Reviews by Country
The history between this film’s two main actors goes back a fair way. Star Tiger Chen met Keanu Reeves while doing stunt work on The Matrix films and the two remain buddies, with Tiger briefly showing up in John Wick: Chapter 3 — Parabellum to get a cringeworthy knife in the eyeball. The script for Man of Tai Chi apparently kicked around for years until eventually being made and we should be glad it did. 2013 was the beginning of … (read more)
Okay film-goers, let’s get going. I’ll keep this snappy, because I’m here to give you the low down on one snap-p-py piece of cinema — So Close.
Pop quiz; which HK director is responsible for this film? If your answer’s not Corey Yuen, you deserve to be beaten repeatedly with a pair of rollerblades by Zhao Wei, because his name’s right there under the title, but in the mean time, here’s a selected Corey Yuen filmography…
1993 — Fong … (read more)
This is nothing more nor less than a promotional effort for The Twins, that ebullient Cantopop duo made up of Gillian Cheung and Charlene Choi. But for all that, it’s not a bad piece of froth, provided you disengage your brain while you watch.
One of the highlights, for cinema aficionados, is the presence of the consummate actor Anthony Wong. Although he has a reputation for sleepwalking through roles which fail to engage his interest, here he adds sparkle as … (read more)
The porcine connection in the title refers to “Porkchop”, a HK slang given to a someone deemed ugly or unattractive and is equally reviled by both sexes alike.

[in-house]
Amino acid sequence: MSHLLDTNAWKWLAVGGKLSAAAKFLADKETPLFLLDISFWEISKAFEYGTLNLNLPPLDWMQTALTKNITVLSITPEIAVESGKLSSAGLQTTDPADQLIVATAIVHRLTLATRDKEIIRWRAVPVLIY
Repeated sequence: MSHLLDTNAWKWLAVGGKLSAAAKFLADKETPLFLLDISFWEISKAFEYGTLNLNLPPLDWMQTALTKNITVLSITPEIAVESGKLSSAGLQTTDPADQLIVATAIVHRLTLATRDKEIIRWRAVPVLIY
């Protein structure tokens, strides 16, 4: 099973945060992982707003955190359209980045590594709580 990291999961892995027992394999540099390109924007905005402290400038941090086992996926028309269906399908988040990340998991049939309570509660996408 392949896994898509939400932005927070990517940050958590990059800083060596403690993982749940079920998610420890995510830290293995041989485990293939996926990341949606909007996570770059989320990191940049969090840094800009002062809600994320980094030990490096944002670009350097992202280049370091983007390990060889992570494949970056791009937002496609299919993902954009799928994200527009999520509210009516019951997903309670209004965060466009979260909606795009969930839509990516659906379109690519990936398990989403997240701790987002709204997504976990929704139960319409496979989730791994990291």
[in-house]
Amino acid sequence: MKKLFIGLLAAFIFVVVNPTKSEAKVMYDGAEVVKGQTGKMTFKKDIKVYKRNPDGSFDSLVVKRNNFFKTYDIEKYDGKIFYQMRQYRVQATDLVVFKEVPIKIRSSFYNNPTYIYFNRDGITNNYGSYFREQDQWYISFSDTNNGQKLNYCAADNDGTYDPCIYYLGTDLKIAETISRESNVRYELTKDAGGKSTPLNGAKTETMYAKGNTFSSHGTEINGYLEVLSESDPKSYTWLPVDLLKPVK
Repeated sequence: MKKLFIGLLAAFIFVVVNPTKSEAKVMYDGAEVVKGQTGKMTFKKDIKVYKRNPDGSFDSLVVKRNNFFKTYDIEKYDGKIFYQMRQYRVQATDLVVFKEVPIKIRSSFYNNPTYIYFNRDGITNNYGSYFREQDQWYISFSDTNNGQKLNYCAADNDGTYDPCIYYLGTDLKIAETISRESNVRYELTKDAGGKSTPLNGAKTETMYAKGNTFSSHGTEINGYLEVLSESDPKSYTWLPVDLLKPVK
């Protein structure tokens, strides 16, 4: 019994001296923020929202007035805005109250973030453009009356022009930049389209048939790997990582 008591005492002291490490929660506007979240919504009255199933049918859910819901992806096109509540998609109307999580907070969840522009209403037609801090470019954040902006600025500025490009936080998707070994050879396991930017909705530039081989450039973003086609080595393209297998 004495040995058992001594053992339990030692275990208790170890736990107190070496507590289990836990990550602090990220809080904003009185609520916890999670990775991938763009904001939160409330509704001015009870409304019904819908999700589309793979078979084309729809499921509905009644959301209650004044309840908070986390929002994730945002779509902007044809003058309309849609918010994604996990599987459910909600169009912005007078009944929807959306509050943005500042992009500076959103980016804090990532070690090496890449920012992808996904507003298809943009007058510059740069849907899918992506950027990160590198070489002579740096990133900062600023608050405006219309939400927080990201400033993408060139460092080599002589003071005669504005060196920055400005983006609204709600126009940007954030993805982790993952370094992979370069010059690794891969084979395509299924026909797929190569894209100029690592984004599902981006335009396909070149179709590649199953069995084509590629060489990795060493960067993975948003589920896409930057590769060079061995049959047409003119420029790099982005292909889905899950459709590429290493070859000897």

Mo (Michelle Reis) has a serious bald patch and permanently wears a hat to cover it up, So Mei (Karen Mok) is abnormally hairy due to a hormonal imbalance, Pao (Suki Kwan) has small eyes and buck teeth and Panda (Kelly Lin) has a birthmark on half her face.
Mo and her … (read more)
I keep reading that #1 Hong Kong box office star Stephen Chow is the master of the Cantonese pun, and that if you don’t speak Cantonese, then you just won’t get him.
Well, all those writers can go boil their heads.
Chow is also the master of slapstick, send-up, sight gag and silly expressions. He knows funny, and the perfect introduction to his wild makes-no-sense comic style is God of Cookery.
He plays (of course) the God of Cookery, … (read more)
This film starts with a bang. Literally. It’s the most enthusiastic bonking scene I’ve ever witnessed: Leslie Cheung and Karen Mok going at it with a fervour that, let’s say, is more suited to a sprint than a marathon. And a fine couple they make too: Karen Mok, she of the endless legs, with Leslie Cheung, who’s so entirely delectable that he’s probably a sex-poppet for all creatures chordate (that is, possessing a spinal cord, basically. I draw the line … (read more)